EV Charging: What’s Next?

The Covid-19 pandemic has caused a major drop in automotive sales and oil prices, creating uncertainty around the future of electric vehicles. However, BNEF’s recently released Electric Vehicle Outlook estimates a 23% drop in the sales of  internal combustion engine (ICE) vehicles, but only an 18% drop for electric vehicles in 2020. Electrification is a long-term strategy for auto OEMs and many fleets,  and billions of dollars have already been invested to develop and deploy electric vehicles. Covid-19 will slow growth in 2020, but not disrupt the long-term trend.

Charging is both a key barrier to- and enabler of -electrification. Innovative solutions are needed to enable the adoption of electric vehicles for all stakeholders, including:

  • Individual owners: Access to charging stations is key to overcoming range anxiety. This means shared charging stations for commercial buildings and apartment buildings in urban settings, at-home chargers in suburban areas and public DC fast charging in rural areas.
  • Fleets: Chargers that meet operational and route requirements,  managed charging to prevent high-demand charges and costly infrastructure upgrades for grid connections
  • Utilities and grid operators: Intelligent charging to prevent overwhelming the electric grids to match electricity demand with renewable energy production.

The International Energy Agency (IEA) predicts that electric vehicles will require 640 TWh of electricity in 2030, up from 58 in 2018. Without intelligent charging and battery storage, this will overwhelm electric grids that are already burdened with increasing energy demands and volatility from renewables. Innovative technology and business models could turn EVs into a grid resource, creating value for utilities and vehicle owners/operators. A recent report by Guidehouse Insights projected the market for blockchain-based EV charging and grid integration will achieve a 78% CAGR between 2020 and 2029, reaching $1 billion. Combining blockchain with EV charging would enable peer-to-peer energy trading and the ability to sell stored electricity back to the grid, creating a new value stream for EV owners.


Charge Station Investment Trends: EV charging is a key investment target for energy companies, incumbent charge station manufacturers, oil and gas majors and mobility-focused VCs during the pandemic [Source: Cleantech Group]
  • In-Charge Energy, a California-based provider of turnkey electrification infrastructure solutions for medium and heavy-duty fleets, raised a Series A round in March from Macquarie Capital Venture Studio and ABB Technology Ventures.
  • Freewire Technologies, a developer of stationary, battery-integrated fast chargers, raised a $25 million Series B round in April from BP Ventures, ABB Technology Ventures and Energy Innovation Capital as well as structured debt through Silicon Valley Bank.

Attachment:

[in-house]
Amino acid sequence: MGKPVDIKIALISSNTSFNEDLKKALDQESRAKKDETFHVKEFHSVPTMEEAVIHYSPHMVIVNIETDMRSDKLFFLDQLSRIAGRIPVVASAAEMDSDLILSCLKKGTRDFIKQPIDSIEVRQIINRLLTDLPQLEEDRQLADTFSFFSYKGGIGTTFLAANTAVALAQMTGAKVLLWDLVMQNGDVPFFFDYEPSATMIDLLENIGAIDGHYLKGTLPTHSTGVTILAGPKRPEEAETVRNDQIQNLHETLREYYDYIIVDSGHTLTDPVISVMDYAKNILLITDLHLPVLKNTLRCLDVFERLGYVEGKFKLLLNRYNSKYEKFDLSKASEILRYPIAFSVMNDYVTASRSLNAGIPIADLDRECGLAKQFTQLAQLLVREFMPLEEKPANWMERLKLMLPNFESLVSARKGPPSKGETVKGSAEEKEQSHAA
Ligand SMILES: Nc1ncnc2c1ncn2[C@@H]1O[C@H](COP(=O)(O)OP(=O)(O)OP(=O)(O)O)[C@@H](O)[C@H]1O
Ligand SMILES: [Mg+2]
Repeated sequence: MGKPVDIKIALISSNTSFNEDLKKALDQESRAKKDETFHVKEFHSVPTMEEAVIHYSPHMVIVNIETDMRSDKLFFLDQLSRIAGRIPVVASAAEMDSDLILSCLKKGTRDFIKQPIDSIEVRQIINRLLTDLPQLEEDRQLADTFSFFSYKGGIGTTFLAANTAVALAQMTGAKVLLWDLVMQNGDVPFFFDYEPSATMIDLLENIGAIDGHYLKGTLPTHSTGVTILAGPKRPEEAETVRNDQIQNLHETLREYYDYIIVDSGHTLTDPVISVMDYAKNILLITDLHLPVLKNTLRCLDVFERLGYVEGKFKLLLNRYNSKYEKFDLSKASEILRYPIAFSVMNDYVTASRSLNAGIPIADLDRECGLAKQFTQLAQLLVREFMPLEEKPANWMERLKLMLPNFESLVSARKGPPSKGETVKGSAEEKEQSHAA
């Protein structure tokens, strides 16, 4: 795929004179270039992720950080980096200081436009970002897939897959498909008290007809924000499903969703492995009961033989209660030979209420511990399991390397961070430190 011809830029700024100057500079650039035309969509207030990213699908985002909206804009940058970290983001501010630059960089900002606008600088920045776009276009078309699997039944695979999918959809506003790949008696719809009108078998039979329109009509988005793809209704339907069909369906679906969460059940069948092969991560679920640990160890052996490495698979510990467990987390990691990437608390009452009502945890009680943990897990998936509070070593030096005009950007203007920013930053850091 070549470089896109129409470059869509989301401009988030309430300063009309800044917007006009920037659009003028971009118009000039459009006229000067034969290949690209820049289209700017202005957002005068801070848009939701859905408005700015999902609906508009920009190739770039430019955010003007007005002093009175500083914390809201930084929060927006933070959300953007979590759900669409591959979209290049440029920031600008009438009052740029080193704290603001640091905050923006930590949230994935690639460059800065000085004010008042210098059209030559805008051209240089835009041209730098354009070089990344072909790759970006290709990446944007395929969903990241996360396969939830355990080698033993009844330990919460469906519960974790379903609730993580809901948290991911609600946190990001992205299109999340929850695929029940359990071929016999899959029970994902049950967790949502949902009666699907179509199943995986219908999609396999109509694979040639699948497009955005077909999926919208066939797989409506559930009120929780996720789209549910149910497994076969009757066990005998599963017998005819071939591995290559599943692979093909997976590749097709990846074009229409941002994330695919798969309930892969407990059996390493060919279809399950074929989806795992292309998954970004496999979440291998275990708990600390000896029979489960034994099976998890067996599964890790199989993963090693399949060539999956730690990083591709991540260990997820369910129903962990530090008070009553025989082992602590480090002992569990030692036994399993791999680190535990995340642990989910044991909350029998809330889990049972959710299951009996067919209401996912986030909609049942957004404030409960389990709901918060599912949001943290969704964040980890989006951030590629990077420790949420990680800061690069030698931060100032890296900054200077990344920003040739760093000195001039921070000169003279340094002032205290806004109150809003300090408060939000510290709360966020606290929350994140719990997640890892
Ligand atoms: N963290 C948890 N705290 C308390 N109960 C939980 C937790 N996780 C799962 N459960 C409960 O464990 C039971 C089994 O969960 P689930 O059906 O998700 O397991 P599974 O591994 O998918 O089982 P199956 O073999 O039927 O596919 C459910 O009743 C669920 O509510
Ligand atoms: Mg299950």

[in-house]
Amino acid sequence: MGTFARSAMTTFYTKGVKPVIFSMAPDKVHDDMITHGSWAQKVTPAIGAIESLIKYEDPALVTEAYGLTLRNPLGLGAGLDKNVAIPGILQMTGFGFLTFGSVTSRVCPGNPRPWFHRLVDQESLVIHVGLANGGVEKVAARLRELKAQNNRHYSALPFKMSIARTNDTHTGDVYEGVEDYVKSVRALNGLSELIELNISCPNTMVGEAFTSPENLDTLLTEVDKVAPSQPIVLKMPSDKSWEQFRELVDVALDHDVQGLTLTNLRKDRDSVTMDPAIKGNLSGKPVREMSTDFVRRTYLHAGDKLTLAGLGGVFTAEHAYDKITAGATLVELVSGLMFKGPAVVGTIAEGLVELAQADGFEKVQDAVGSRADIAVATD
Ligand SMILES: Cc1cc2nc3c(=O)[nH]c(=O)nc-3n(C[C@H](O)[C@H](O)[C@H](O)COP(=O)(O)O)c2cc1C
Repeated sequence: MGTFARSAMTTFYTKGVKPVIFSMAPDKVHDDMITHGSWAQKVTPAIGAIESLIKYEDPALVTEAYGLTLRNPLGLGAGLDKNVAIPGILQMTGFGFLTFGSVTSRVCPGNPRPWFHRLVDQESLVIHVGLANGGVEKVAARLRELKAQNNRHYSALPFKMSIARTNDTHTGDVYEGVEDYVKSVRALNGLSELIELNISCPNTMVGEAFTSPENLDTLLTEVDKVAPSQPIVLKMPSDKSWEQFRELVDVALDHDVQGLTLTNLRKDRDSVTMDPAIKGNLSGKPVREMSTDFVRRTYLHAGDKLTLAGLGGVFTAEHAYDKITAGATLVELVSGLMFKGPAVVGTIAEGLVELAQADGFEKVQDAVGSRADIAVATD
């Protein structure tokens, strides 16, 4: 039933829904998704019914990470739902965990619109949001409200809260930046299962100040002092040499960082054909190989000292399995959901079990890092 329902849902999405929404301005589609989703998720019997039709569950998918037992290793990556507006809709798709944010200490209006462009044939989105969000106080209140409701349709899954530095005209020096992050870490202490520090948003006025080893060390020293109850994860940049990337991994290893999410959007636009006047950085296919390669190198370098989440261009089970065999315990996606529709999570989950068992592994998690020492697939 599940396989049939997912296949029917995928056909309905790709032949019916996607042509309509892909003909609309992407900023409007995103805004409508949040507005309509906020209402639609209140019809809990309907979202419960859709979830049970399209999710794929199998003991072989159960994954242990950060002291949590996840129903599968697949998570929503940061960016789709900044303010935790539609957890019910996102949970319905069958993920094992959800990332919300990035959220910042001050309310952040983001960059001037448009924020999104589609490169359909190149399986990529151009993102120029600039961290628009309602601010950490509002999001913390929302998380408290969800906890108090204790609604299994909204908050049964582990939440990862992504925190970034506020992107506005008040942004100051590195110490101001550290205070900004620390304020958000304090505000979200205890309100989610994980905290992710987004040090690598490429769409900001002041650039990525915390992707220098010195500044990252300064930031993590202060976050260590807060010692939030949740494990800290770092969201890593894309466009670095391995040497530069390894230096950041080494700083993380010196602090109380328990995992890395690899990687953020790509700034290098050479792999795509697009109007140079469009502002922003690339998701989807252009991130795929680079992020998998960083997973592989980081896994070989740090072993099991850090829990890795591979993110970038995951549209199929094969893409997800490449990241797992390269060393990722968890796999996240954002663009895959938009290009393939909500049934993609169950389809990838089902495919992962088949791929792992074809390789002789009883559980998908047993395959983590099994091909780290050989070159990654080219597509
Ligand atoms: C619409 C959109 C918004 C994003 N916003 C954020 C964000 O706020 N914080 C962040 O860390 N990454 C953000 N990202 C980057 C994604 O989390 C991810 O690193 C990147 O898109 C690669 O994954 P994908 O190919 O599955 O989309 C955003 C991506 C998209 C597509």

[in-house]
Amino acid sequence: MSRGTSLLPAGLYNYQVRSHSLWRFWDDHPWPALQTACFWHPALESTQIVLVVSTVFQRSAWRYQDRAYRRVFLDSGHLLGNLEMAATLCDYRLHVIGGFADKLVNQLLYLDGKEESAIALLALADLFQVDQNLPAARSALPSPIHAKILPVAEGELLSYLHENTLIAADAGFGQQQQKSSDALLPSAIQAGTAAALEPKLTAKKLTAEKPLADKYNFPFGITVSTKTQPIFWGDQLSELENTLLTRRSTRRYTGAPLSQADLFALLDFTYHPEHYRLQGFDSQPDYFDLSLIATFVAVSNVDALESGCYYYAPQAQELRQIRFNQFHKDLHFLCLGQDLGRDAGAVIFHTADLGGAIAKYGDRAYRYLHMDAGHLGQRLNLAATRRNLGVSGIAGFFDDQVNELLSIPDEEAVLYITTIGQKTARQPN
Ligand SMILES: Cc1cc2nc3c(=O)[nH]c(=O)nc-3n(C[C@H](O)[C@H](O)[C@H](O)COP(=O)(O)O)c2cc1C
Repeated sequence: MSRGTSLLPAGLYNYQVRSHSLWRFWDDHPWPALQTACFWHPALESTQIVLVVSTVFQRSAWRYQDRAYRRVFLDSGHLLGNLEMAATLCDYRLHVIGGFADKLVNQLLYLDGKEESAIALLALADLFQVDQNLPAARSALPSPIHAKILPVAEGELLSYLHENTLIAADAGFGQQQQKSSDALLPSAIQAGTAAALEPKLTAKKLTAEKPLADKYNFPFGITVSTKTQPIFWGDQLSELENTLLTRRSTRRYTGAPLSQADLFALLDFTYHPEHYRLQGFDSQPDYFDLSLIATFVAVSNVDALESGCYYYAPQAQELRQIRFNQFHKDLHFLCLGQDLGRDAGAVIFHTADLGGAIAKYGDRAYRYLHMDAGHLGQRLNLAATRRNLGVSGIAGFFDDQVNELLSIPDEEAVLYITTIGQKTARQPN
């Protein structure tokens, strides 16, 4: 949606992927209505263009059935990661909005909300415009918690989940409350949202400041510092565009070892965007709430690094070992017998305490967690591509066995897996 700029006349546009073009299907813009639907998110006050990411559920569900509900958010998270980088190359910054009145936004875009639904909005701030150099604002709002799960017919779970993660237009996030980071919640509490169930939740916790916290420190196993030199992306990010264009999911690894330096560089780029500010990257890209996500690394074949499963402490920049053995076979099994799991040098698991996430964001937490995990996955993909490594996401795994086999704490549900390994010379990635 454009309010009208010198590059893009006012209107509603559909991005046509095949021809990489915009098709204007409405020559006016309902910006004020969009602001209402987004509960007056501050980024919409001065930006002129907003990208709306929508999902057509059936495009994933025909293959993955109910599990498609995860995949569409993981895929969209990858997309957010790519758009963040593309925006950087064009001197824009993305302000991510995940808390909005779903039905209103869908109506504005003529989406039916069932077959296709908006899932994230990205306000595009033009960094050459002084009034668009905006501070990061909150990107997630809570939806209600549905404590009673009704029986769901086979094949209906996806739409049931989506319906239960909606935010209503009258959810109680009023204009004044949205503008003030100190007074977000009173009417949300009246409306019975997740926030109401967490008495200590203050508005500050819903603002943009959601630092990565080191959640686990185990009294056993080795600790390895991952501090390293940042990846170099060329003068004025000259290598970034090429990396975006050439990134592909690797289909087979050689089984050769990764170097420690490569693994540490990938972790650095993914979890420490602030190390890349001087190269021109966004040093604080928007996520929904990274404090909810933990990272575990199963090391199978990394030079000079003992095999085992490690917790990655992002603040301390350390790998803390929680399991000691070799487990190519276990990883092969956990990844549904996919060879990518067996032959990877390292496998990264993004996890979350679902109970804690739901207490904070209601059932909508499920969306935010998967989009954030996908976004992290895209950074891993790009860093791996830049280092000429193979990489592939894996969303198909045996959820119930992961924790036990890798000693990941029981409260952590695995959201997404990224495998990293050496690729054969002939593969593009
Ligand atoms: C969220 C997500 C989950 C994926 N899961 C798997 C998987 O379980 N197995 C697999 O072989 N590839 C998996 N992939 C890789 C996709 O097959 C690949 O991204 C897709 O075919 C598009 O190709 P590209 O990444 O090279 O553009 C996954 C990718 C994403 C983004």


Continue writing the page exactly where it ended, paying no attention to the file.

• Inbalance Grid, a provider of intelligent, end-to-end charging solutions for commercial customers founded in April 2019, recently raised a $1 million seed round from Contrarian Ventures, Koinvesticinis Fondas, Mantas Mikuckas and Ernestus Petkevicious.
  • Amply, a provider of electric fleet charging as a service, raised a $13 million Series A round in April from Soros Fund Management, Siemens, Congruent Ventures, PeopleFund and Obvious Ventures.
  • Wallbox, a Barcelona-based developer of intelligent EV chargers, raised $13 million in mid-May from Endeavor Catalyst, Iberdrola Ventures and Seaya Ventures. The funds will drive international growth and expansion in innovation and R&D.

Innovative Business Models

Some companies, such as Amply and Inbalance Grid, are testing as-a-service business models in different contexts. Amply provides charging-as-a-service for commercial fleets at a price-per-mile-driven fee. The intelligent charging technology optimizes energy use across the fleet to minimize infrastructure upgrades and electricity costs. Inbalance Grid is offering a loan option to provide public charging stations as a service.


Incumbents are entering new markets and developing innovative form factors and solutions for various charging needs. In March, Siemens unveiled the ‘Electric Avenue’ in the UK, a residential street that has been fully converted to provide lamppost EV chargers. Siemens partnered with ubitricity, a German-based company specializing in lamppost charging points and mobile metering technology. ABB recently completed an acquisition of Chargedot, a Shanghai-based provider of AC and DC charging stations for a range of customers, to expand its presence in China and add solutions developed for local requirements. In January, ChargePoint unveiled the CPF50 Level 2 charging station designed for fleets and multi-family housing.

Keep an eye on…

Government responses to the economic slowdown will be a key factor in determining the near-term prospect for electric vehicles. Luckily, many countries are making electric transportation a priority in recovery plans. China plans to invest nearly $1.5 billion to install 200,000 EV chargers across the country as part of an economic stimulus plan. Electric vehicles are a core piece of France’s $8.8 billion auto industry recovery plan. The EU is considering including incentives for auto makers to produce and sell low-emission vehicles in the green recovery plan.